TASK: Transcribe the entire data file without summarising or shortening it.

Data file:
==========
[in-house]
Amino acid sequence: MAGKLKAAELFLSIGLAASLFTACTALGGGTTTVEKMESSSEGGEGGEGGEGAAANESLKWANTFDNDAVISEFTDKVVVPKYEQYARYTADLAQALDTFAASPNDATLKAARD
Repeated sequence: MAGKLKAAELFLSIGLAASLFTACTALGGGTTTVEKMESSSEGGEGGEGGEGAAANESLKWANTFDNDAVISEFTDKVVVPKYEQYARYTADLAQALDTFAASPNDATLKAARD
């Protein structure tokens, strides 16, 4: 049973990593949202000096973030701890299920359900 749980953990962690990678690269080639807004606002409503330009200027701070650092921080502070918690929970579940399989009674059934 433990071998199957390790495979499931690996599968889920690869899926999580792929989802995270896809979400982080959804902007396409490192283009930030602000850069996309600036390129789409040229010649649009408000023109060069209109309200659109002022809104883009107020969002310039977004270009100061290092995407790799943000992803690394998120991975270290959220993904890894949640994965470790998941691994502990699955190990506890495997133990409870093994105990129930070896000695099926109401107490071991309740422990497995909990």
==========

[in-house]
Amino acid sequence: MAGKLKAAELFLSIGLAASLFTACTALGGGTTTVEKMESSSEGGEGGEGGEGAAANESLKWANTFDNDAVISEFTDKVVVPKYEQYARYTADLAQALDTFAASPNDATLKAARD
Repeated sequence: MAGKLKAAELFLSIGLAASLFTACTALGGGTTTVEKMESSSEGGEGGEGGEGAAANESLKWANTFDNDAVISEFTDKVVVPKYEQYARYTADLAQALDTFAASPNDATLKAARD
């Protein structure tokens, strides 16, 4: 049973990593949202000096973030701890299920359900 749980953990962690990678690269080639807004606002409503330009200027701070650092921080502070918690929970579940399989009674059934 433990071998199957390790495979499931690996599968889920690869899926999580792929989802995270896809979400982080959804902007396409490192283009930030602000850069996309600036390129789409040229010649649009408000023109060069209109309200659109002022809104883009107020969002310039977004270009100061290092995407790799943000992803690394998120991975270290959220993904890894949640994965470790998941691994502990699955190990506890495997133990409870093994105990129930070896000695099926109401107490071991309740422990497995909990």